Wheel be stuck in snow then!
I've said a few times since moving to Bosnia and Herzegovina that I should be keeping a list of 'things I wish I'd paid more attention to in school'. Unsurprisingly, language lessons would be near the top of the list but, perhaps less obviously, vehicle mechanics would be right up there too. I don't remember if the local comprehensive I went to even offered such a GCSE but it would have been really handy if they did. I ability to make an informed guess about the possible outcomes of what was probably inadvisable activity might have soothed the nerves a bit on my latest auto-related adventure.
It was Sunday afternoon and we were up on Jahorina, one of Sarajevo's Olympic mountains, with Rowan's parents and an old family friend. I was the driver and one of Novi Most's Volkswagen Transporters was our transport. When we came to move the vehicle from one part of the resort to another it quickly became apparent the driver's side rear wheel had locked up. This had happened to this kombi during one of Mostar's rare snow falls earlier this year; the mechanic had subsequently checked the wheel and declared there was nothing wrong with it. Clearly it still had a problem with snow.
I called the co-worker who'd had the problem before. 'I just drove backwards and forwards a few metres and it freed up' they said. We were in the entrance to a car park so I thought we'd give it a go. On the few patches of clear tarmac the wheel would turn but on any snow or ice it just slid. Then it happened. I moved further onto the snow in the car park to let cars behind me pass. Stuck. With a binding back wheel it was like trying to pull away with the handbrake on. (The handbrake was not on. Believe me, I checked!) We pulled out the snow chains. There's always a first time and this was it for me and snow chains. We got them on just as local patience was wearing thin. We were moving again.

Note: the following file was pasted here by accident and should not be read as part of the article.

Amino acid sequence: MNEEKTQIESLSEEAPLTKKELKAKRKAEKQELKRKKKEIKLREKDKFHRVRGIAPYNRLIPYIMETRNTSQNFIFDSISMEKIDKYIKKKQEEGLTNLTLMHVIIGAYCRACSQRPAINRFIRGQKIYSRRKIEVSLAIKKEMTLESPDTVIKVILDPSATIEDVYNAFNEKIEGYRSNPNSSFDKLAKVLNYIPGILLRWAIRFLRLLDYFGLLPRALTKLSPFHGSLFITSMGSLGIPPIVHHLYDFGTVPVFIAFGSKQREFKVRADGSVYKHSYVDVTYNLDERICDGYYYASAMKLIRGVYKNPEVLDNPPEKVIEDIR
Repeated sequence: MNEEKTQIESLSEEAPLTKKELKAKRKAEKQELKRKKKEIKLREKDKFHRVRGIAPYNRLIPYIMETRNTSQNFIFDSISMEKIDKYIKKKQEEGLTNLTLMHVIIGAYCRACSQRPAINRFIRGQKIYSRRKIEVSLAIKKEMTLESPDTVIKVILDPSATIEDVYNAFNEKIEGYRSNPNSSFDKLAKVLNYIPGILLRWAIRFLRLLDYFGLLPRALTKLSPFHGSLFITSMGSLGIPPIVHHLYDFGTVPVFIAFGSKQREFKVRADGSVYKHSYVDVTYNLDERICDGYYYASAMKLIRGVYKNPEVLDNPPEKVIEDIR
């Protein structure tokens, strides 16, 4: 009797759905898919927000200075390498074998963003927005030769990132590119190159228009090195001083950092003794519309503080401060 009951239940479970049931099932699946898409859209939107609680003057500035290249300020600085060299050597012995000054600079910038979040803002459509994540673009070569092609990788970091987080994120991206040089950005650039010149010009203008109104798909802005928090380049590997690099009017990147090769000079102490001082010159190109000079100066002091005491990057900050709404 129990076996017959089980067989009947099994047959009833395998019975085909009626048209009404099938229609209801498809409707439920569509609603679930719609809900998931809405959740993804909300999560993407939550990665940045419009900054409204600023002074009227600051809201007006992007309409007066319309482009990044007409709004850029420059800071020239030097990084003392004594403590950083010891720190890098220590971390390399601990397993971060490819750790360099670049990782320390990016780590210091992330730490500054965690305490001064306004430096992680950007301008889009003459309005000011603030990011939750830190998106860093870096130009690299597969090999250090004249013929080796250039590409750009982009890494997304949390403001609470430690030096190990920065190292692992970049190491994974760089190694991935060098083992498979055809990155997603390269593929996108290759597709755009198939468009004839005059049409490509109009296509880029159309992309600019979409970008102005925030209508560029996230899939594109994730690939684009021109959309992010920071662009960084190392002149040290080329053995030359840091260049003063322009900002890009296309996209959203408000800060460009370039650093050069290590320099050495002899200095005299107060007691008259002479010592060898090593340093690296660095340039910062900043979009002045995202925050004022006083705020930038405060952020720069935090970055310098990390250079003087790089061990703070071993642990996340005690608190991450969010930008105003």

The road up (and down) to the ski resort was covered in snow for several winding kilometres. I decided that with no clear and traffic-free road to work the wheel free on the best option was to head down the mountain, hoping that the snow was slidy enough we wouldn't wear through the tyre. And so it was we started a very slow procession back towards Sarajevo. More than fifty vehicles overtook us on those long kilometres; some of them displaying a frighteningly dangerous combination of impatience and recklessness. But others – probably more than half – helpfully pointed at the frozen rear wheel. I nodded back in acknowledgement, but couldn't help thinking that the driver of a kombi doing 15kph with his hazard lights on is probably aware that something is up with his vehicle.
Back on tarmac it was off with the chains and a welcome return to four fully functioning wheels. I don't know what the cause of the problem was. The kombi will go back to the mechanic for what we hope will be a better diagnosis. In the meantime, maybe I should be looking on Amazon for a Haynes manual.